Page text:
THE failure of the Patton Group is set to cost banks, suppliers and subcontractors at least £63 million.
The details are in the administrator’s report into the collapse of the construction business, based in Ballymena.
The collapse of the Patton Group had a serious knock-on effect on many subcontractors in north Antrim.
In early December, almost 150 staff were made redundant at Dunloy-based Joseph Hughes Group, a subcontractor of the Patton Group.
The administrator, Tom Keenan, has confirmed that subcontractors and suppliers who are owed a total of £58 million are unlikely to get anything.
Mr Keenan said there is “unlikely to be a dividend for unsecured creditors”.
He said this is based on assumptions regarding how much money can be recovered from outstanding contracts and work in progress.
An estimated outcome statement prepared by Mr Keenan also shows that Danske Bank is owed £15.6 million but is likely to lose almost £5 million of that.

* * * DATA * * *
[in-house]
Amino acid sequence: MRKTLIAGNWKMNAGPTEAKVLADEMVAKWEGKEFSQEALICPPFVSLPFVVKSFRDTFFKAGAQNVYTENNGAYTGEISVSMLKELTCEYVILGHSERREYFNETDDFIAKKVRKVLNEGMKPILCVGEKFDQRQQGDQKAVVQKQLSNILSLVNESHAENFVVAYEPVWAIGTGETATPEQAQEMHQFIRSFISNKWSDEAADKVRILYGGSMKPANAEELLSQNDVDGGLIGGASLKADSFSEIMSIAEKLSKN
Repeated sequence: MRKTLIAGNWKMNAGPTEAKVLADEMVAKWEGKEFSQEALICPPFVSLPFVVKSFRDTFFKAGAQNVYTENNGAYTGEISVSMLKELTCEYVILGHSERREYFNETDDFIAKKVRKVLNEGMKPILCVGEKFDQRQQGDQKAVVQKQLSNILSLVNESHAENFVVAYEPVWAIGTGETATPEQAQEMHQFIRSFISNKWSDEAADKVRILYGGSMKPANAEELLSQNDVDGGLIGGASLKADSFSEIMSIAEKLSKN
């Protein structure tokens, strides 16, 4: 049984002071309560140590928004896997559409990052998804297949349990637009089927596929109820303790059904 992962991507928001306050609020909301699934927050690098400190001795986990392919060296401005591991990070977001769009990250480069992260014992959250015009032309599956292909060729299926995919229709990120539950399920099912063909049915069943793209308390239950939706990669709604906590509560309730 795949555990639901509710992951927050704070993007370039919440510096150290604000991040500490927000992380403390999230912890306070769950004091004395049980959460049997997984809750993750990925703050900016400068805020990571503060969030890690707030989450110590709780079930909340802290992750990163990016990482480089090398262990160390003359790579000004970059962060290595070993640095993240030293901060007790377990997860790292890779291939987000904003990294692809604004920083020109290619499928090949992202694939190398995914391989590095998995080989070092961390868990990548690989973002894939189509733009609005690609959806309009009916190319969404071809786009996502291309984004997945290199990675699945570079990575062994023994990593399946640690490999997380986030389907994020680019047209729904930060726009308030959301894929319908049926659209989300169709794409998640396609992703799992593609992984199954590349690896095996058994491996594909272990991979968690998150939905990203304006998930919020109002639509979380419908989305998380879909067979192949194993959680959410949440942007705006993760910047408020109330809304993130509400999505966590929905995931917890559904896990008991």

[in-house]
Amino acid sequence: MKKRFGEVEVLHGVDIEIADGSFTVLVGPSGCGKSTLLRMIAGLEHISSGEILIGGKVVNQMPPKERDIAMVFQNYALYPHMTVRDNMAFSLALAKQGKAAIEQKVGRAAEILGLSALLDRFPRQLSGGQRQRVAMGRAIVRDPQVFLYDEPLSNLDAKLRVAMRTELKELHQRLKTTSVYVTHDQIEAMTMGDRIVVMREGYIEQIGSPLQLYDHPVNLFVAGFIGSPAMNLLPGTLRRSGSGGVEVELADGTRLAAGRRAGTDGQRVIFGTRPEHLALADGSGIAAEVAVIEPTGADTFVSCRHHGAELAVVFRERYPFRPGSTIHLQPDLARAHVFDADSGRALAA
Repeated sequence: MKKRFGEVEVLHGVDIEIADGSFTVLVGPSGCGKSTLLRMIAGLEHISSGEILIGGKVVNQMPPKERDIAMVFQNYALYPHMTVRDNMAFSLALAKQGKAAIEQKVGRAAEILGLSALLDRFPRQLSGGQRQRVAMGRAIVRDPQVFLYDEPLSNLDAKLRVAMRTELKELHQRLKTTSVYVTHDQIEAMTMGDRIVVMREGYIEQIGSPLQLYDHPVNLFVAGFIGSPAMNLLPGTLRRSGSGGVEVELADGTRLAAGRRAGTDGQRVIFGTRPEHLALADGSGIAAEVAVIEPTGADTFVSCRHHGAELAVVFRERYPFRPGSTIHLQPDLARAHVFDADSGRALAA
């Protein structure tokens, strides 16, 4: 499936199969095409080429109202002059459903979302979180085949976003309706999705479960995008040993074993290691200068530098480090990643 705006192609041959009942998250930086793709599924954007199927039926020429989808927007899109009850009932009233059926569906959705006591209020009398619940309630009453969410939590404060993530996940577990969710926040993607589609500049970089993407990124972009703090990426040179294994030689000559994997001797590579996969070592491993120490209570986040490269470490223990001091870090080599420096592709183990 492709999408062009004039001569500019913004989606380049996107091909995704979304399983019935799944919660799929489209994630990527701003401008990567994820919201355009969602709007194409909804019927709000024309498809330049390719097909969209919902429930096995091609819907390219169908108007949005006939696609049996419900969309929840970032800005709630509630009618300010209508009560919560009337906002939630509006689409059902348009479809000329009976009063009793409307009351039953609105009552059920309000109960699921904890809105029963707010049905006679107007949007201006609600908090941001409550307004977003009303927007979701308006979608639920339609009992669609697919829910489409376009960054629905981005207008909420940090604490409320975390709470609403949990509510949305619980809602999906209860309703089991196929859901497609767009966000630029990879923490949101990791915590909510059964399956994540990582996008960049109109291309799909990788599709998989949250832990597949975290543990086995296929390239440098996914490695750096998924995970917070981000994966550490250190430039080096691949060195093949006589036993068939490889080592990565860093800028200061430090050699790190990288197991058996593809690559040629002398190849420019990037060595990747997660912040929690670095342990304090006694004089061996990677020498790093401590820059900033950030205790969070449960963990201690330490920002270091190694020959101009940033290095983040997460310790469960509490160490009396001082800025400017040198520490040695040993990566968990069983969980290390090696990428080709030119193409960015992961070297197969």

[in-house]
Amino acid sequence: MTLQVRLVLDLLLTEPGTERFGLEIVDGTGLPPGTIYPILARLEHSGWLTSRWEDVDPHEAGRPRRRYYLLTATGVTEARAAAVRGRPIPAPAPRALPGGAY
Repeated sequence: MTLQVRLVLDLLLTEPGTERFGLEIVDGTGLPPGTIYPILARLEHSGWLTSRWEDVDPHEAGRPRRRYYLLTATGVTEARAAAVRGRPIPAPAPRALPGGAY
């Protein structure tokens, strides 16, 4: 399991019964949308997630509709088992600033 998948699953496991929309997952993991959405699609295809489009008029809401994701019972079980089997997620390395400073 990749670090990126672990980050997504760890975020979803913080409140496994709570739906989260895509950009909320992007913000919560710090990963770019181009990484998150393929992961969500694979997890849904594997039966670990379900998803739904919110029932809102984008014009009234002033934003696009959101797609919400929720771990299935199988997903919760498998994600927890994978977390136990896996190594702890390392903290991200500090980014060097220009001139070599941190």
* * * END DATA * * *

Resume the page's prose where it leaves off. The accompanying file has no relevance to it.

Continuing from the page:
The statement does not include the group’s debts to other banks so it is not clear how much they will lose.
Bank of Ireland is owed more than £14 million, Ulster Bank is owed £581,000 and First Trust is owed £301,000.
Mr Keenan also revealed that while he has met various parties in relation to the sale of the remaining parts of the Patton business, no offers have so far been made.
He said the group owned a significant property portfolio for which he is in the process of drawing up a sales strategy.
The report also contains more information about the events that led to the collapse of the group.
It said the company came under pressure as part of the economic downturn and faced reduced activity levels and lower profit margins.
This was exacerbated when a customer entered administration without paying for work and a Patton subsidiary in England went bust.
This put the business under severe cash flow pressures and the directors were unable to raise new finance.